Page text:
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More plaintiffs, more money. And we don’t mean a mere linear increase. If, as Hegel said, quantitative differences ultimately become qualitative differences, in litigation that happens when going from one plaintiff to two, and certainly to several or many.  When a jury sees multiple people bringing claims against a defendant, they think something’s up, where there’s smoke there’s fire, and the defendant must have done something wrong. We’ve seen mock juries deliberating the case of a single plaintiff wonder aloud why there was only one person suing (so it must not be a big deal) or speculate about the many other cases that are out there (so this defendant needs thumping).  We humans look for patterns and confirmation.  

But we defense hacks look for fair, case-by-case assessments. The federal rules balance these concerns in several ways.   Think of how powerful evidence of other similar acts can be.  It’s too easy for jurors to think that if defendants did something before, they likely did it again. Federal Rule of Evidence 404(b) strikes a balance as to when other acts evidence is admissible.  Similarly, and back to our issue of multiple plaintiffs, Federal Rules of Civil Procedure 19, 20, and 21 set forth when multiple plaintiffs can be joined or should be severed.  

Today’s case, Vance v. Safety-Kleen Sys., 2022 U.S. Dist. LEXIS 183125 (N.D. Texas October 6, 2022), is about severance.  Twenty workers in a factory claimed that they suffered from various diseases as a result of exposure to various chemicals.  The claims sounded in product liability (including failure to warn) and negligence (including failure to use safer solvents in the factory). The defendant said that that such chemicals were not present in the factory.  But the threshold issue in Vance was whether the multiple plaintiffs could proceed together in one action or whether they should be severed into several cases. The defendant wanted severance, and the court agreed that such severance was appropriate under Federal Rule of Procedure 21. 

First, the Vance court held that the plaintiffs’ claims did not arise out of the same series of transactions or occurrences because they alleged exposure to different products, for different exposure periods, and while the plaintiffs had different job descriptions.  Some of the workers worked on the assembly line, while others were employed as electricians, drivers, repairmen, crew leaders, press operators, etc. What the defendant allegedly knew or should have known about the safety of its products varied among the twenty plaintiffs. For these reasons alone, the plaintiffs’ claims were misjoined.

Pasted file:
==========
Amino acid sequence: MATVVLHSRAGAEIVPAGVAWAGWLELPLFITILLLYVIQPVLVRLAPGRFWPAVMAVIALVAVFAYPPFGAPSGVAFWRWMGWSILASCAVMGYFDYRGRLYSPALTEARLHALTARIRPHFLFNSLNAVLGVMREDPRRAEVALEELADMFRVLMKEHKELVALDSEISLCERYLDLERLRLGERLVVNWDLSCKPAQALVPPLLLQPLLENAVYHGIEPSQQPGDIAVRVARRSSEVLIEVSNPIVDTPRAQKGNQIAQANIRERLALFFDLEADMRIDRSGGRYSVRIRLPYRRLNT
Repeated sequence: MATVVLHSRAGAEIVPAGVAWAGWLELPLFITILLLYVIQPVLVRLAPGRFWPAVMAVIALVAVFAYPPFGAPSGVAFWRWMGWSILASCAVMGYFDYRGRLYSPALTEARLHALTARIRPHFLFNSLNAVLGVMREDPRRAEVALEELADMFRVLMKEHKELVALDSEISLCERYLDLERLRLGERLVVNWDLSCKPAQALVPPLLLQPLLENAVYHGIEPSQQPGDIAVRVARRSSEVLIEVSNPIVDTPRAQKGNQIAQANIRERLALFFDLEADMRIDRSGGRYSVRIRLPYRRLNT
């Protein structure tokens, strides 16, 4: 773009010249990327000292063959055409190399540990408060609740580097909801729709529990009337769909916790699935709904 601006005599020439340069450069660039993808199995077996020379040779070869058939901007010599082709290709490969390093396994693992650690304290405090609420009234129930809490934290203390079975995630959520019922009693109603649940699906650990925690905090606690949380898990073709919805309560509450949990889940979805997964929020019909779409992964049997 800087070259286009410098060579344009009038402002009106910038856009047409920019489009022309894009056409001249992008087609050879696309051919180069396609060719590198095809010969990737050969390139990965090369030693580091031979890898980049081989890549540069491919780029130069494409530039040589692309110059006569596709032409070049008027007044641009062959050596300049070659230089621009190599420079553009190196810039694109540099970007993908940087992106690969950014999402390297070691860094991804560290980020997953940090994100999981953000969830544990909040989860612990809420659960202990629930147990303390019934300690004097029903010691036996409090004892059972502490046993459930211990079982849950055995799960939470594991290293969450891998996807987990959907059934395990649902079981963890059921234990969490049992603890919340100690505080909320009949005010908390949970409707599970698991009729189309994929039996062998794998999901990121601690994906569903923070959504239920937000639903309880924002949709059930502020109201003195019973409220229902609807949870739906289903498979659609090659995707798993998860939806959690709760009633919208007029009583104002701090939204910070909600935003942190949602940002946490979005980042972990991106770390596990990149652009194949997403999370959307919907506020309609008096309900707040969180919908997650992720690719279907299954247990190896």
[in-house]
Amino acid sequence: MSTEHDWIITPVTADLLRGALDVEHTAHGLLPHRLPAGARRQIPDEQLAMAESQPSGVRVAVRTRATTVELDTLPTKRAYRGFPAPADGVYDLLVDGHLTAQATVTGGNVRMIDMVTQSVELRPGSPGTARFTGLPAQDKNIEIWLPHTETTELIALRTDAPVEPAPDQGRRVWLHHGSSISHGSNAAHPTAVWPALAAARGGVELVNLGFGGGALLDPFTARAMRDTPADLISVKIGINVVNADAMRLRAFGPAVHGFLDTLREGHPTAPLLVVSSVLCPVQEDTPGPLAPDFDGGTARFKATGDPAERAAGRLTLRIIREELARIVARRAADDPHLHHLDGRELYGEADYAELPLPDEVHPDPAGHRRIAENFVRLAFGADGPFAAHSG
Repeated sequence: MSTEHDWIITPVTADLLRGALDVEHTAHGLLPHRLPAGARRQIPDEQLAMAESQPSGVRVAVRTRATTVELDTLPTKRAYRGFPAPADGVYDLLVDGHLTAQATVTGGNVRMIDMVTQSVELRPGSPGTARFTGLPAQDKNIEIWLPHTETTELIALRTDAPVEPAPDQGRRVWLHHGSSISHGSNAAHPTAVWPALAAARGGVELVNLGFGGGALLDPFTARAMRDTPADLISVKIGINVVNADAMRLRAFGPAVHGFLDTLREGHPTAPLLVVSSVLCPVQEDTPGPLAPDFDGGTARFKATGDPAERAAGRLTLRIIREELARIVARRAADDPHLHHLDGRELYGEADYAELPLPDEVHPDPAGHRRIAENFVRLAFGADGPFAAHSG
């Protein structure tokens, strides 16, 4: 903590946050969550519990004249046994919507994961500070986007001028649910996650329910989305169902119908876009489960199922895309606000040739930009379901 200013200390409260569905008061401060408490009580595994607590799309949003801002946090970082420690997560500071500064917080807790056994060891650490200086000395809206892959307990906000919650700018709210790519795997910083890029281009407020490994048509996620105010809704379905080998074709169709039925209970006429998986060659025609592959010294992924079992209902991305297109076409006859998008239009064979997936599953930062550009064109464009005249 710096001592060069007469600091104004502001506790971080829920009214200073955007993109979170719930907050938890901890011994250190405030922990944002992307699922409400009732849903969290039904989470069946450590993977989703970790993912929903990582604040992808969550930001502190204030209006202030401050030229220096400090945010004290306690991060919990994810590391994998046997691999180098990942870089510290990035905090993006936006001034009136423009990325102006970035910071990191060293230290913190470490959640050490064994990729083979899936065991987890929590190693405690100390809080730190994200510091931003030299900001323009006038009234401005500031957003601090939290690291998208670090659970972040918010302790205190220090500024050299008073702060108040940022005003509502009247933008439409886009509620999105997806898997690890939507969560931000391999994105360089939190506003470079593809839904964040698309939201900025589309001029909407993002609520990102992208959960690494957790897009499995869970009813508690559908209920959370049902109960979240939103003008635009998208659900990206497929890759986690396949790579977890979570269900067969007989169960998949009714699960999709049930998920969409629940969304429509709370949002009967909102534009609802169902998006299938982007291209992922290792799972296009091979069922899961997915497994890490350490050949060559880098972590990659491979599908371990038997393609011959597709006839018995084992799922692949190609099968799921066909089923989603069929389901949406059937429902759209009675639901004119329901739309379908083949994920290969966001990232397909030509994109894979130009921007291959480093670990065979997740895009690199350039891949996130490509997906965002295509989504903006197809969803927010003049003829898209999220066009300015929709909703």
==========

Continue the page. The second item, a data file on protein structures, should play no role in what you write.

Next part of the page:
Second, the Vance court held that the plaintiffs’ claims shared few common questions of fact or law because the plaintiffs worked at the factory for different lengths of time and had different levels of exposure to the products at issue.  The one common fact alleged was exposure via the degreasing process, which allegedly volatilized various solvents in the air that were then breathed in by the plaintiffs   But no exposure period was common to all plaintiffs. Nor were the injuries all common. Some claimed they came down with lymphoma, while others listed carcinoma, myeloma, kidney cancer, leukemia, and other diseases.  The plaintiffs’ claims also required different witnesses (including experts) and different documentary proof.  These differences all supported severance. 

Third, the Vance court concluded that severance would not materially affect the prospect of settlement of the claims or adversely affect judicial economy. The defendant contended that severance would facilitate focused, claim-specific negotiations and mediations.  Yes, there are some courts under the misimpression that settlement is easier when plaintiffs’ counsel carries the big hammer of representing multiple plaintiffs.  It is as if such courts smile upon settlement via distortion. Thankfully, the Vance court was not one of those courts.  

Perhaps most important was the Vance court’s recognition that severance would avoid prejudice to the defendant.  The Vance court cited several other cases recognizing the danger of jury confusion arising from multiple plaintiffs alleging different periods of exposure or different proximities to exposure. 

Accordingly, the Vance court severed the case into twenty distinct civil actions.  Each one of those actions could undergo discovery and motion practice, and perhaps trial, that would do justice to the case’s own merits.